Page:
Enter the Dragon

It’s been a long road since 2004, when Space Ship One made its second, prize-winning voyage. Today, astronauts from the International Space Station got to tour the world’s first successful private spacecraft, the Dragon. It’s the first time a non-government vessel has docked with the ISS, and it brought lots of non-essential supplies. Why non-essential? Because nobody was 100% sure the craft would make it.

Dragon also brought James Doohan’s ashes.

This excerpt from the AP confused me, however:

The space station has been relying on Russian, Japanese and European cargo ships for supplies ever since the shuttles retired. None of those, however, can bring anything of value back; they’re simply loaded with trash and burn up in the atmosphere.

By contrast, the Dragon is designed to safely re-enter the atmosphere, parachuting into the ocean like the Mercury, Gemini and Apollo capsules did back in the 1960s. Assuming all goes well Friday, the space station’s six-man crew will release the Dragon next Thursday after filling it with science experiments and equipment.

What? How are we getting astronauts and cosmonauts down from the ISS then? Surely that’s not a one-way trip!

It’s tempting to talk about how this is a great example of private industry doing a job that government used to do. However, Dragon did take off from Cape Canaveral, a big federal government run “space station” as opposed to the (unfinished, mostly state taxpayer funded) Spaceport America in New Mexico.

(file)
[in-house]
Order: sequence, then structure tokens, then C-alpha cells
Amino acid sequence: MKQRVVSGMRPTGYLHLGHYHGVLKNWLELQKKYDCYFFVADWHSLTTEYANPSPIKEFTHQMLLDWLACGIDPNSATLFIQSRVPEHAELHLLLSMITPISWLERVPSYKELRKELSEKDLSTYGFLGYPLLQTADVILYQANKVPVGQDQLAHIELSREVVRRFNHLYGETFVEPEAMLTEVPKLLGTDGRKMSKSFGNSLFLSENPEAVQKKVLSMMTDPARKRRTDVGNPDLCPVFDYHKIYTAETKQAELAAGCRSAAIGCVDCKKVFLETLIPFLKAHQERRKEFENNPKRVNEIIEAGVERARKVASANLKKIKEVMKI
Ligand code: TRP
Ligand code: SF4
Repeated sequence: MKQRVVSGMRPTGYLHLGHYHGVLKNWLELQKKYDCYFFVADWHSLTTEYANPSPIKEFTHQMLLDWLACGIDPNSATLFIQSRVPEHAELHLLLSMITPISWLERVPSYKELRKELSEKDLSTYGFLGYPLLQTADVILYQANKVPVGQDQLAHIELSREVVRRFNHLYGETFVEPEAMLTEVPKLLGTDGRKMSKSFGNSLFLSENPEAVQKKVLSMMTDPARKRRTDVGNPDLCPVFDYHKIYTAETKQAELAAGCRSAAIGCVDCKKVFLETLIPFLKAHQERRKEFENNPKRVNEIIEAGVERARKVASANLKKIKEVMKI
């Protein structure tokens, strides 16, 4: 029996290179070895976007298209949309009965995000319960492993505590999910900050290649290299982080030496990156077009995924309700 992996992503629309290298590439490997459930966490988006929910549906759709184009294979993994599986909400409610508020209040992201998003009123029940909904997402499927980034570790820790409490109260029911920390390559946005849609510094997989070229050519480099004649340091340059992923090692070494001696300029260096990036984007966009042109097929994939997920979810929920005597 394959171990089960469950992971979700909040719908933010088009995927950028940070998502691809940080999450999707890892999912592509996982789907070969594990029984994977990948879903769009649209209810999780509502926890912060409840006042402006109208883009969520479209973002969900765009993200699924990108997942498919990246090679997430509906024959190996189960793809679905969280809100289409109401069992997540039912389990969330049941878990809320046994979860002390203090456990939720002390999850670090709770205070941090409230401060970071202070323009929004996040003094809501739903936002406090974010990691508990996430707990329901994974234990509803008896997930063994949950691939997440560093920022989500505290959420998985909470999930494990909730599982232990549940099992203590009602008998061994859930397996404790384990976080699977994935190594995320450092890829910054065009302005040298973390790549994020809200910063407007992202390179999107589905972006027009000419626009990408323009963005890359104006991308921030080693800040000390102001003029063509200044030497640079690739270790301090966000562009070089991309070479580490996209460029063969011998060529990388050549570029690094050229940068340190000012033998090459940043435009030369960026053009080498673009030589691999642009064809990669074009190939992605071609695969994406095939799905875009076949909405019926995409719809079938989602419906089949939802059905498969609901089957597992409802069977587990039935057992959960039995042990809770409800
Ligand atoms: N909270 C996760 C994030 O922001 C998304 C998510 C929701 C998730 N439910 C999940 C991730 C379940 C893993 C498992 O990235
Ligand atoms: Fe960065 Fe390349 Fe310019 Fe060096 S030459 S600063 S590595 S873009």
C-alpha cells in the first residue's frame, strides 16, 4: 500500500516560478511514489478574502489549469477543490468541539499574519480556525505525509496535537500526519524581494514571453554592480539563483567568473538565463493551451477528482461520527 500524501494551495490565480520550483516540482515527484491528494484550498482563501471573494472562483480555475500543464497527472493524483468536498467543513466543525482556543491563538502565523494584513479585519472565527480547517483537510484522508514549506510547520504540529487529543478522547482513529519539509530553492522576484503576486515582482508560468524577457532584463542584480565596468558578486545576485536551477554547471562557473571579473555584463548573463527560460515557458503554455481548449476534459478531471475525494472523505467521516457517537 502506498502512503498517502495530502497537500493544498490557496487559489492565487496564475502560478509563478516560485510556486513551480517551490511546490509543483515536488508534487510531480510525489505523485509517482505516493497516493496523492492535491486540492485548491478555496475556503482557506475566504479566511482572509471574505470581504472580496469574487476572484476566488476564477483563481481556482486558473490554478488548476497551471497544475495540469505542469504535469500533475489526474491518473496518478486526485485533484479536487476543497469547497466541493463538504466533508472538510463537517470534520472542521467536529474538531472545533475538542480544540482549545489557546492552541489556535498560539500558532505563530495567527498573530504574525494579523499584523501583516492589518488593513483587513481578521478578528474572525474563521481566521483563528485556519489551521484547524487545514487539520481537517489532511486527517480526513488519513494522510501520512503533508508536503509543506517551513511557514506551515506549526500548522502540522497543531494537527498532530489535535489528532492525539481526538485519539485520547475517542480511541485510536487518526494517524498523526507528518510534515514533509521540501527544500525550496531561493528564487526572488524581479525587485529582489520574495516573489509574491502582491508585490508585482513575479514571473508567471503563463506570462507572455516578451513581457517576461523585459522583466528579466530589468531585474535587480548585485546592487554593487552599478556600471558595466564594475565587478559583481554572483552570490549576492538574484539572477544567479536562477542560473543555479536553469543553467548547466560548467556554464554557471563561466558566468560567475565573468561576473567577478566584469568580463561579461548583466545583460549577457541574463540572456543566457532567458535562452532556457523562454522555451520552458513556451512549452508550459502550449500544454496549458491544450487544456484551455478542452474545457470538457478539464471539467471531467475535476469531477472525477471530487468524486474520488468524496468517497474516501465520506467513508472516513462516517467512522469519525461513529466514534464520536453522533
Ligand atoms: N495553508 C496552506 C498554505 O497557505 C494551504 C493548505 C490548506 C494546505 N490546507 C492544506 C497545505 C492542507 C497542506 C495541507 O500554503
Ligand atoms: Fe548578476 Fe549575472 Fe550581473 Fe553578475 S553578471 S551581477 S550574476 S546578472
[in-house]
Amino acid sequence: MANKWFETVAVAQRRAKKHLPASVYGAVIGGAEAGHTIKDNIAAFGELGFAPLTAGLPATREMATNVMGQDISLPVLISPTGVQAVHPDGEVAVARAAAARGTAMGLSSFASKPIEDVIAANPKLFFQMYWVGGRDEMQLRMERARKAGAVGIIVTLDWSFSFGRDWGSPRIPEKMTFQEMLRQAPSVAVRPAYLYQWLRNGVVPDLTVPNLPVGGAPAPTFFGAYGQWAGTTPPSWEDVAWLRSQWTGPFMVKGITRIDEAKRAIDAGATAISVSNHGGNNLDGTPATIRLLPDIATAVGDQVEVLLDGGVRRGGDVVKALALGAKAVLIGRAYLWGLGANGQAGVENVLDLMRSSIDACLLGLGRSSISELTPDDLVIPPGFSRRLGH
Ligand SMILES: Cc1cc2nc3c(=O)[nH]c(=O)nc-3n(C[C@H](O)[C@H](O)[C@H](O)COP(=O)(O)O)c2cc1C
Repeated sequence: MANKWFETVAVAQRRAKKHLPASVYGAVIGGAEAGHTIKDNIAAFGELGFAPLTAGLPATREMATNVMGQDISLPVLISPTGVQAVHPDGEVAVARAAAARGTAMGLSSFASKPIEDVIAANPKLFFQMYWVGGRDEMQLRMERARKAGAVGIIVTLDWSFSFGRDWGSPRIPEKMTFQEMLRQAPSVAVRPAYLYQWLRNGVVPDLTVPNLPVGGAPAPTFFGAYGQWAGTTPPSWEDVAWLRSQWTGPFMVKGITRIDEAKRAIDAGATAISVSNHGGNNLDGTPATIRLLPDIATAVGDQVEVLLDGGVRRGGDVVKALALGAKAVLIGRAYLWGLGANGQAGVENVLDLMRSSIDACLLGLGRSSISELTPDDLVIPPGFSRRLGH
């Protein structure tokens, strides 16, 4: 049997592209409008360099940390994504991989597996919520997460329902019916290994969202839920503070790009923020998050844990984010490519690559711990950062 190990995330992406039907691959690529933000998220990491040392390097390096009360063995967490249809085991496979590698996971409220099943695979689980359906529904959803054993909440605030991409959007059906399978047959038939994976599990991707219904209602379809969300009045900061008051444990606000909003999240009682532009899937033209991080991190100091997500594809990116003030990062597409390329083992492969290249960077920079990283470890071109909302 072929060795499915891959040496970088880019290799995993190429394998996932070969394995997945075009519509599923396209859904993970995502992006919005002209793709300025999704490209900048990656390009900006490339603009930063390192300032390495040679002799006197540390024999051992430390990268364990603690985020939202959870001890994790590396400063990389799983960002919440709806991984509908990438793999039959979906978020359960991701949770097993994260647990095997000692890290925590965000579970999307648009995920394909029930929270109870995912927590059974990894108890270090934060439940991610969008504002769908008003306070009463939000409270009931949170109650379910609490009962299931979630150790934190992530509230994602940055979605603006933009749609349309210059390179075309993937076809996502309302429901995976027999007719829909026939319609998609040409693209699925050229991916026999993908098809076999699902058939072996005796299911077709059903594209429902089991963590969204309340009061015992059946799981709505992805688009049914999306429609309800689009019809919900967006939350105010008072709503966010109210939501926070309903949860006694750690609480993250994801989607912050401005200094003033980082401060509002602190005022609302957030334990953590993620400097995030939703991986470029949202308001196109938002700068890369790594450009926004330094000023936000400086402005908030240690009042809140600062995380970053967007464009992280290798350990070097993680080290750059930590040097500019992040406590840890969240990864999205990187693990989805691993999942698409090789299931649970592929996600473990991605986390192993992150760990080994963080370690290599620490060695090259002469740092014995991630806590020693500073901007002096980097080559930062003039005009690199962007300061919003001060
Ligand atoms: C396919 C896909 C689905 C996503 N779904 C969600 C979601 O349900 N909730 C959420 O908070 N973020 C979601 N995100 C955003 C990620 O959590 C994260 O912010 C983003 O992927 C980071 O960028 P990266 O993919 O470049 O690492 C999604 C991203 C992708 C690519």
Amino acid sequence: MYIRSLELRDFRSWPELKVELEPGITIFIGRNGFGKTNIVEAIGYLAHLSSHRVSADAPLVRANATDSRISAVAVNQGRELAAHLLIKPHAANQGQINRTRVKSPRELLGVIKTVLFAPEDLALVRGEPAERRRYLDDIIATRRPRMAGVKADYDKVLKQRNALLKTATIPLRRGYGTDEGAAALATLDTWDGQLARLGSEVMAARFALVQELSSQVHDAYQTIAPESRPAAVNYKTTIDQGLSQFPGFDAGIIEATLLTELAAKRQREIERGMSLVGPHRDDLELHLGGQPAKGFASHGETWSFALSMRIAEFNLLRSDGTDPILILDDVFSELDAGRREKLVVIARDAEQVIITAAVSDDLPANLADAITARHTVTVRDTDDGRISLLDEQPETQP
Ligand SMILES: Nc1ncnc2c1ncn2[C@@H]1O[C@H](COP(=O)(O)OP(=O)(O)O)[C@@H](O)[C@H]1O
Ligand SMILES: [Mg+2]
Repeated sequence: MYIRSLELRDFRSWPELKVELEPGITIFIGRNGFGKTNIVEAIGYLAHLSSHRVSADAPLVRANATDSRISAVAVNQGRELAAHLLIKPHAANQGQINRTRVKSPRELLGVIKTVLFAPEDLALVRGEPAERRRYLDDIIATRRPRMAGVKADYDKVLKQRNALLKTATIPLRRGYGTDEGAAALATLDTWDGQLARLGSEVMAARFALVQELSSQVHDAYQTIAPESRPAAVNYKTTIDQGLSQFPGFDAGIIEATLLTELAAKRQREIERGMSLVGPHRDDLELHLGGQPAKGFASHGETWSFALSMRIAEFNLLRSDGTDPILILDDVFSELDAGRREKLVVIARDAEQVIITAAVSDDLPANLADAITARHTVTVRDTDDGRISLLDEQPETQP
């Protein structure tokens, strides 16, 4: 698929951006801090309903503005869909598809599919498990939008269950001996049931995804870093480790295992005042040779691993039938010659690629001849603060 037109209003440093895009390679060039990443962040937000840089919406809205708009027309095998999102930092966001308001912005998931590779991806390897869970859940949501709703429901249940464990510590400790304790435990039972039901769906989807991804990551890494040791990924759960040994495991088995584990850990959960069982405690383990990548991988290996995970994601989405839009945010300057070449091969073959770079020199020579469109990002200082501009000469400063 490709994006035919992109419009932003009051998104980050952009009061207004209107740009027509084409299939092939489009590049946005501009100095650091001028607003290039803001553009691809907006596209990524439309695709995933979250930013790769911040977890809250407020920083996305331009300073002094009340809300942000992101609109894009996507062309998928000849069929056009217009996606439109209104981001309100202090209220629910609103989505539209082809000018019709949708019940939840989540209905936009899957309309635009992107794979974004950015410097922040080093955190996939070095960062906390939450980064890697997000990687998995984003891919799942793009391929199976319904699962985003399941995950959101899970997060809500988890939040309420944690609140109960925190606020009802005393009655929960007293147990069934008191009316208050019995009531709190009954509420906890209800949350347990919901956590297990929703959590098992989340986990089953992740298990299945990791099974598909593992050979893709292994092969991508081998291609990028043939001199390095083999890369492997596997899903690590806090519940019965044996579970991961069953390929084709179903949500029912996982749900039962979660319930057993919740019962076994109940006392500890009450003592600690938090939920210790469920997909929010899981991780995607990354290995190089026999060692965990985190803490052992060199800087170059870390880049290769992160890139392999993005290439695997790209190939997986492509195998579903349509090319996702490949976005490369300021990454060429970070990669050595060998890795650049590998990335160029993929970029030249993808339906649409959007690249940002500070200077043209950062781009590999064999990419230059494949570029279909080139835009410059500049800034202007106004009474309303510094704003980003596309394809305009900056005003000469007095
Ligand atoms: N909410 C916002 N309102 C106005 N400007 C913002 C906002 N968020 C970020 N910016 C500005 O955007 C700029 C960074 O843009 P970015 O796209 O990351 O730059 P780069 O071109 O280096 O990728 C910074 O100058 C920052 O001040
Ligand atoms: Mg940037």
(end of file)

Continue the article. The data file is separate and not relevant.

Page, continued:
There are private airports; will there ever be private spaceports?

In Closing: Income inequality in the Roman Empire; 50 years of fire; death by foreclosure (I still don’t know how this could possibly happen — nobody trashed out or did inspections??); and have a great, safe Memorial Day Weekend.

One thought on “Enter the Dragon”

  1. The article about the cargo craft is correct. The Russian cargo craft, the Progress spacecraft, are not equipped with heat shields and cannot survive a re-entry into Earth’s atmosphere.

    Russian cosmonauts and American astronauts fly to and from the ISS in Soyuz space capsules, which do have heat shields, of course. The Progress craft, in essence, are man de-rated Soyuz capsules. Since they weren’t designed to come back, why add the weight and expense of heat shielding.

    The Dragon capsules were designed to be eventually man-rated. Since they can be recovered, NASA is doing so.

    On another note, we, the taxpayers, paid for what Space-X is doing. The difference between a Constellation capsule (if NASA ever flies them) and a Dragon capsule is who is managing the project. Either way, defense contractors build the damn things and we pay for them.

    So color me slightly less than impressed.

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